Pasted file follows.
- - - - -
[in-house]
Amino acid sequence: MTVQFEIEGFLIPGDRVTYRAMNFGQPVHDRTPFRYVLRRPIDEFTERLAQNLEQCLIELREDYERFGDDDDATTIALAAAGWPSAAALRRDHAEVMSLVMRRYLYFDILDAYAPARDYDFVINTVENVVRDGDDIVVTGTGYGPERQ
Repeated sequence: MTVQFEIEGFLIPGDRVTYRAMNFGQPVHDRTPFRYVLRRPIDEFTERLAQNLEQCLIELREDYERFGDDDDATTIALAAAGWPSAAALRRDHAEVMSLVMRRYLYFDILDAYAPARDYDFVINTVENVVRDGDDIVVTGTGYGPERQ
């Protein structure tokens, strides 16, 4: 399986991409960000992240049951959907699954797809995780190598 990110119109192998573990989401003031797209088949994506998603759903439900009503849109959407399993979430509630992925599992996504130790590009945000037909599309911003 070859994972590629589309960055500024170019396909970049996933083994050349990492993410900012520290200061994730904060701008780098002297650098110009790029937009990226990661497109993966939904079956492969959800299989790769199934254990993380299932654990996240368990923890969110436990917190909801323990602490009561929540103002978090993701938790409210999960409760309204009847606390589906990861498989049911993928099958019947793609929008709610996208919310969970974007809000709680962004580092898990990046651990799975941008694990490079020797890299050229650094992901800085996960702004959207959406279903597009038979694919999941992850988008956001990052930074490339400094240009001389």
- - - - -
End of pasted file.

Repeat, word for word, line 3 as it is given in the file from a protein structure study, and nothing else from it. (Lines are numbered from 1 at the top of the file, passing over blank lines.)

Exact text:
Repeated sequence: MTVQFEIEGFLIPGDRVTYRAMNFGQPVHDRTPFRYVLRRPIDEFTERLAQNLEQCLIELREDYERFGDDDDATTIALAAAGWPSAAALRRDHAEVMSLVMRRYLYFDILDAYAPARDYDFVINTVENVVRDGDDIVVTGTGYGPERQ